Fatlace Driver Highlight: Gabe Ronquillo
It’s more fun to drive a slow car fast than a fast car slowly. Nothing represents this better than Gabe Ronquillo and his 2012 Civic Si on the starting grid at Sonoma’s HPDE (High Performance Driving Event). In an area dominated by high horsepower and big budgets, Gabe reminds us: “There is the misconception that you have to dump a lot of money and modifications into your car to make it track worthy.” To the casual observer, Gabe’s Civic looks like it rolled off of the showroom floor. However, the aggressive R33 Skyline wheels and staggered Advan rubber hint at this weekend warrior’s intentions.
“Usually I go out to the track alone—it’s a good way to clear your mind. Out there, if you think about anything else, it’s dangerous.” Luckily, I was around to lend a helping lens to the early morning prep. Track days start early, so we had to be out of San Francisco by 5AM sharp. The holy tradition of having a McDonald’s breakfast before the circuit soon followed.
The devil is in the details, and making sure the tires are at optimal PSI is critical for handling. These pen marks are indicators that will wear down if the tire pressure is too low. This can often be overlooked.
NASA HPDE is open to street trim cars. You can have your full interior and still be able to run on the track.
Vehicles in varying stages of modification can be seen getting ready for their session.
Here’s Gabe showing appreciation for his new banner courtesy of Fatlace Design Studio.
I thought it would be a good idea to stay cool under the Illest tent in between heats.
There is only a brief window to capture the drivers gunning for their personal bests. Gabe broke down the climate of the track; “It’s all about having fun and doing your personal best (lap time) comes in as a close second. To me, what makes the car fun is how it’s balanced. Horsepower isn’t everything. I subscribe to the idea that it is more fun to drive a slow car fast than a fast car slowly. It keeps you honest and it makes you drive that much harder because you don’t have horsepower to rely on.”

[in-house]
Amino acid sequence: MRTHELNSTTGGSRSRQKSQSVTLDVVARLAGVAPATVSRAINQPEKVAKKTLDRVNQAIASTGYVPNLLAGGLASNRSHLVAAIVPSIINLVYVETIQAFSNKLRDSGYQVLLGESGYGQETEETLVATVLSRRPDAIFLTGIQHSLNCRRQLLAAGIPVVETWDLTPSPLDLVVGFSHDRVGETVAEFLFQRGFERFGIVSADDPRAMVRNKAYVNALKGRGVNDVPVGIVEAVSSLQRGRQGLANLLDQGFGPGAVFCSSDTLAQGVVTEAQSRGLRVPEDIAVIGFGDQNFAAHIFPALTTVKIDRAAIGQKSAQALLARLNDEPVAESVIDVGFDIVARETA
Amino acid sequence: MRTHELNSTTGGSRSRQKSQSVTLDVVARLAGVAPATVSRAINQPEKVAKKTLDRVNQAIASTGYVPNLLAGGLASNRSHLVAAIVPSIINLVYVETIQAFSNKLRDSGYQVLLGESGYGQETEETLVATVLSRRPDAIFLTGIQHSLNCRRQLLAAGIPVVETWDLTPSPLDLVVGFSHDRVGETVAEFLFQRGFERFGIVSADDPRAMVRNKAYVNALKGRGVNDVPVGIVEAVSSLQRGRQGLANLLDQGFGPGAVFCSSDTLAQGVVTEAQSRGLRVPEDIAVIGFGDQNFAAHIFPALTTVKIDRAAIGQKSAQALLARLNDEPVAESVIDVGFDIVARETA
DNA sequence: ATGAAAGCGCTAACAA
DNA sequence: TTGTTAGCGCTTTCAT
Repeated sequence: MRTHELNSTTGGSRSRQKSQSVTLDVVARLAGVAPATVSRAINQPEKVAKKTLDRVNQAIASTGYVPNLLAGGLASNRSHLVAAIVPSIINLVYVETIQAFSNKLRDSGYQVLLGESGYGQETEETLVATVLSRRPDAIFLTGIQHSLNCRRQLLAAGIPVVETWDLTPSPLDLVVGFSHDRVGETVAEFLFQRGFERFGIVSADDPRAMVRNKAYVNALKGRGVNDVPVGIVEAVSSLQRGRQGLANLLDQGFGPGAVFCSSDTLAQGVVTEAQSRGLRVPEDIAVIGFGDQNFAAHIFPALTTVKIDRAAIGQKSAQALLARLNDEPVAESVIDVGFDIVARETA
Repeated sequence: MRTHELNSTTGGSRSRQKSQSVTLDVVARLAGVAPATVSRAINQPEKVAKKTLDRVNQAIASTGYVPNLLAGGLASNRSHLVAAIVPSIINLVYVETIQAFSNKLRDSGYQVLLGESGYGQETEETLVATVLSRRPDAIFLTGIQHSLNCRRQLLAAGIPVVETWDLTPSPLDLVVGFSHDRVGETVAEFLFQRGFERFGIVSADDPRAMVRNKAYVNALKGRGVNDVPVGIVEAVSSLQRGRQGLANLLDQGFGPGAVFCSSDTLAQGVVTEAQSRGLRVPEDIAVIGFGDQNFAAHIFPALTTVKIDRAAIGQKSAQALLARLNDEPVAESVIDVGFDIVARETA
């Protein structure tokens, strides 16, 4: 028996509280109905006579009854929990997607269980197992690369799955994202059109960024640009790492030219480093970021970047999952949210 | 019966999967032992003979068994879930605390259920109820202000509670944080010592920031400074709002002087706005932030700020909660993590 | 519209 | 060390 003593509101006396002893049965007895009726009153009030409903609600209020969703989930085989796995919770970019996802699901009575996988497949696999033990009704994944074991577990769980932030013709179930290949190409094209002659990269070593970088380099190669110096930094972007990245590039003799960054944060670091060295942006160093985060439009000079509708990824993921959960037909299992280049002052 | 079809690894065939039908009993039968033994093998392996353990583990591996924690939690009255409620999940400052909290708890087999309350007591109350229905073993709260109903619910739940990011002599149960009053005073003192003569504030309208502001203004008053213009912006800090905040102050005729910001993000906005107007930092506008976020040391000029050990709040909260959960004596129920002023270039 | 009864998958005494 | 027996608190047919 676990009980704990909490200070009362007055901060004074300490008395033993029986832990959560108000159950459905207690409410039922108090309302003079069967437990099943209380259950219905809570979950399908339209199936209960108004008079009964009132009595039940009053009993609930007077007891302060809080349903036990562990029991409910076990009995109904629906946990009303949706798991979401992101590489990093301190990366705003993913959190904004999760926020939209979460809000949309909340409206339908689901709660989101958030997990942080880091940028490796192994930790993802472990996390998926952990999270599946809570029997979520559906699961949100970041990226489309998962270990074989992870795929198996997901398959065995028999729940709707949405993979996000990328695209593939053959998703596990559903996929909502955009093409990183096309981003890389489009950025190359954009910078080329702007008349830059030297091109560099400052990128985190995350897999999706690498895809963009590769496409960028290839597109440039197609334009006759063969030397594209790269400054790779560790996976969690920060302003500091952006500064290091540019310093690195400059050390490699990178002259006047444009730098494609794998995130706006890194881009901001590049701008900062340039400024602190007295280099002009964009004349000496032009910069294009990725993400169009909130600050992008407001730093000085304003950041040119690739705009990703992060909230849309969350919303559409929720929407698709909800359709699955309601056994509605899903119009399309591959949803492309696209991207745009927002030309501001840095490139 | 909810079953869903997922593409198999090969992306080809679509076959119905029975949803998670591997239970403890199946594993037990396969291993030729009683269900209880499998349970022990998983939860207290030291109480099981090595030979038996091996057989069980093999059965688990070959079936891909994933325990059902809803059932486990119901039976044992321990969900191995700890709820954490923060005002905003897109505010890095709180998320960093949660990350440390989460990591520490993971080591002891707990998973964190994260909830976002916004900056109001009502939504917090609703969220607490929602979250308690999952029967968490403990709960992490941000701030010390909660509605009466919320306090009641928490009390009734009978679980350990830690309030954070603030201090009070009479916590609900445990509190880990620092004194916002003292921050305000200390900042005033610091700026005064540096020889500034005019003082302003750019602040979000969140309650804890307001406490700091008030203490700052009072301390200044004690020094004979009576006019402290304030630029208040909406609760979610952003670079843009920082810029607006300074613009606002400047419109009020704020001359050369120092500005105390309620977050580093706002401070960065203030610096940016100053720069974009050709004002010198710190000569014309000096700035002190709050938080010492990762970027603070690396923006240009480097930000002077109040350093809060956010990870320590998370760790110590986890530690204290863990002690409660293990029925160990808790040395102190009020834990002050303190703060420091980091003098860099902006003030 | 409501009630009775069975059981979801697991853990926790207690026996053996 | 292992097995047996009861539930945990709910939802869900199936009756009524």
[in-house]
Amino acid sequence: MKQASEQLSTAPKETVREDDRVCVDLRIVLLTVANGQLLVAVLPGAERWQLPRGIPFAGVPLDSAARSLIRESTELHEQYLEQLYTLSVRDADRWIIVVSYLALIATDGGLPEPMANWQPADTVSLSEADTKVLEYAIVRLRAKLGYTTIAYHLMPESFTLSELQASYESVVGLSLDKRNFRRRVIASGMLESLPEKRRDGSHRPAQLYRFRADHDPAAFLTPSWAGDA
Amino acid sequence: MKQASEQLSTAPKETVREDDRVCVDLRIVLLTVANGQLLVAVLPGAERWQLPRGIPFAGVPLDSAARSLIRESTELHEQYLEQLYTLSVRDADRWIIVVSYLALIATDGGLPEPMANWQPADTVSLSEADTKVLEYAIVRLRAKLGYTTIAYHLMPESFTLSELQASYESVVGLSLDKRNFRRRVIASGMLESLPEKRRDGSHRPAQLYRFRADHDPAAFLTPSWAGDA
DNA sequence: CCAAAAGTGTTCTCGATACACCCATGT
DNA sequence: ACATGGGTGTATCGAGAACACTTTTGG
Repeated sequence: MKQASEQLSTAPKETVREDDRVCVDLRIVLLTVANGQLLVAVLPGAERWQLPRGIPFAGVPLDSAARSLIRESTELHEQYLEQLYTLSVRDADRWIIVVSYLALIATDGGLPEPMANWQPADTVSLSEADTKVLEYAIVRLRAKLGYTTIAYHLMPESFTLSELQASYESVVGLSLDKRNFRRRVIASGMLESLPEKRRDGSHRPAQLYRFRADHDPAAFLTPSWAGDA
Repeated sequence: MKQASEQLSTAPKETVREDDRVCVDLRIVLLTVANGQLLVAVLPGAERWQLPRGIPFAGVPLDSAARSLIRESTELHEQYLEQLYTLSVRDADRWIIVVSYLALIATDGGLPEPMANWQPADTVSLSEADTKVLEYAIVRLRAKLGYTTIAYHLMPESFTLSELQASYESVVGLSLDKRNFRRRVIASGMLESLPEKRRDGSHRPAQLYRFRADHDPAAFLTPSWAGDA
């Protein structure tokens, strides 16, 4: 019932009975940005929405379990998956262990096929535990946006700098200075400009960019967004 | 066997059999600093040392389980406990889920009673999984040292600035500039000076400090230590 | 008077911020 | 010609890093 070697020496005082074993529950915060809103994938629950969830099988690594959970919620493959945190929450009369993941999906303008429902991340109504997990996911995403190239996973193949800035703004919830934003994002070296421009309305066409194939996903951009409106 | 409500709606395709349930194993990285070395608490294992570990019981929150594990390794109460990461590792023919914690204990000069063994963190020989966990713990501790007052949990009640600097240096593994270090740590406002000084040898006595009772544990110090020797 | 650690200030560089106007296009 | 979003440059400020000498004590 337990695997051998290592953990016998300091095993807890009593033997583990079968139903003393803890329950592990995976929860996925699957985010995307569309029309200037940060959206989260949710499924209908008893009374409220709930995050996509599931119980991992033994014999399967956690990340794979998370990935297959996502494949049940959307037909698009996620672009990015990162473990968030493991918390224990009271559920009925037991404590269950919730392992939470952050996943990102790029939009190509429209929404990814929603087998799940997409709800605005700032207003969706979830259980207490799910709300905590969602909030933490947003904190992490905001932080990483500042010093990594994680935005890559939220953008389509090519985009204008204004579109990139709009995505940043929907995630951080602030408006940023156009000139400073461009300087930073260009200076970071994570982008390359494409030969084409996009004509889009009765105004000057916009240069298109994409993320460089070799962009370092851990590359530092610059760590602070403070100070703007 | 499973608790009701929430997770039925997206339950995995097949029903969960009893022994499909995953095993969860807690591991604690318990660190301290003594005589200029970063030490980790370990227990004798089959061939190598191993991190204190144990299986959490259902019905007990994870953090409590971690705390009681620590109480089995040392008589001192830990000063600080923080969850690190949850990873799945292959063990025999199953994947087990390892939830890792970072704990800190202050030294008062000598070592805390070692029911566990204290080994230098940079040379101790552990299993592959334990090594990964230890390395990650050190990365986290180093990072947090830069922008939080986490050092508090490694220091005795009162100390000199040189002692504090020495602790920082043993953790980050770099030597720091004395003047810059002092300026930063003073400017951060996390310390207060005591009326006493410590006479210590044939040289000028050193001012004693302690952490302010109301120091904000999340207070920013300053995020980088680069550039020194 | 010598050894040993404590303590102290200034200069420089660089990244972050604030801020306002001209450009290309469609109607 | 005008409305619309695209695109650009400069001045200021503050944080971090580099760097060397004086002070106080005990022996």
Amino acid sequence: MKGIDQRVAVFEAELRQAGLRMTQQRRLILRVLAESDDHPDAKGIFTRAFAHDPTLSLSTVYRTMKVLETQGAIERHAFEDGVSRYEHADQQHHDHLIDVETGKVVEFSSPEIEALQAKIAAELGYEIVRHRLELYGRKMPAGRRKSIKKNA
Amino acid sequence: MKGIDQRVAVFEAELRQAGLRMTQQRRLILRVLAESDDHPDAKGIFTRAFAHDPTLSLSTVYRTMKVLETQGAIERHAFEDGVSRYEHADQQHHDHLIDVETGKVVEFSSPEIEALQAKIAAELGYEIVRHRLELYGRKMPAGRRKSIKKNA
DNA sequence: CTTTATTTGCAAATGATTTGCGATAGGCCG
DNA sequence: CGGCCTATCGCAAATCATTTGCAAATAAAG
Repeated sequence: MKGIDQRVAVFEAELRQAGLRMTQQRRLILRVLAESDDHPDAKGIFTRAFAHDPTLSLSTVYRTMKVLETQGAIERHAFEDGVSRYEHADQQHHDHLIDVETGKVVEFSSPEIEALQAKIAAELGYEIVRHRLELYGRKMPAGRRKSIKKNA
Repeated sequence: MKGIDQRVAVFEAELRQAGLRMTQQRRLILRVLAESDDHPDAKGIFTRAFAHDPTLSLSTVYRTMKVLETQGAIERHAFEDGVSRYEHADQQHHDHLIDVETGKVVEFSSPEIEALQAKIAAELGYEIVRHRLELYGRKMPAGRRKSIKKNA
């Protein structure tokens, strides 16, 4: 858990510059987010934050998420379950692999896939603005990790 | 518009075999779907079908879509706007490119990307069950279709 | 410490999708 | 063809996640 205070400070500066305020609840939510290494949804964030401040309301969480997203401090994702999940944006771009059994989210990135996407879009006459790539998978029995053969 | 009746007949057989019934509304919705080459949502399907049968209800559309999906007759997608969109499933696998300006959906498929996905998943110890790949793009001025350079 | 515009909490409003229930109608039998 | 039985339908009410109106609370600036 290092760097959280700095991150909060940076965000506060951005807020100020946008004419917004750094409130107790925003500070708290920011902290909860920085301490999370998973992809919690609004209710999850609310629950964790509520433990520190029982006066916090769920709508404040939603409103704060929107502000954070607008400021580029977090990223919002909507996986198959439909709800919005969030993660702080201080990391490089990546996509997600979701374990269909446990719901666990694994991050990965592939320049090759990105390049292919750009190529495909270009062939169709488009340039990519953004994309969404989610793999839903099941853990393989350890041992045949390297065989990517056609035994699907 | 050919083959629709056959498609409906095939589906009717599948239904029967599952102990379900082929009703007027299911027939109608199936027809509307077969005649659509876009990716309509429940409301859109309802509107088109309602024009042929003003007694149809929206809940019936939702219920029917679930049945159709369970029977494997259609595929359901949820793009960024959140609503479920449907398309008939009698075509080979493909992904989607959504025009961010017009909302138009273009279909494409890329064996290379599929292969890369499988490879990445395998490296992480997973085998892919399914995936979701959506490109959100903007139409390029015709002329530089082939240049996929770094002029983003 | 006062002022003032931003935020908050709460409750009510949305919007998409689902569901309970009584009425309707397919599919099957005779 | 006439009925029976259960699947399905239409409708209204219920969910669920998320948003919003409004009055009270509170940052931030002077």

Somewhere between turn one and two, the elevation takes its toll on the lower horsepower cars. I thought it was curious that despite having an ocean of options, Gabe selected this chassis. “There’s that adrenaline rush when you are driving at the car’s limit. You modify the car based on the weak points you’ve identified. Not everything should happen at once. You can max out on your stock setup then you say to yourself, ‘okay— now I need new tires or a stiffer spring rate.'”
The car world can be a small one, and familiar faces are ever present. “It’s a friendly atmosphere where people help each other. When I first went I didn’t know anybody, but I was greeted by other first timers. Eventually, we share insights on how to attack certain turns or alignment specs to run.”
I noticed a habit that I feel is a mark of a track regular. Gabe was monitoring the condition of the vehicle between runs. It’s important to check throughout the day for torque specs and tire pressure.
Kawaii pose time! I think you can never have enough photos like these for the ‘ol album to show your future kids.
Don’t Sleep —Dream.
Photos: Michael Klonoff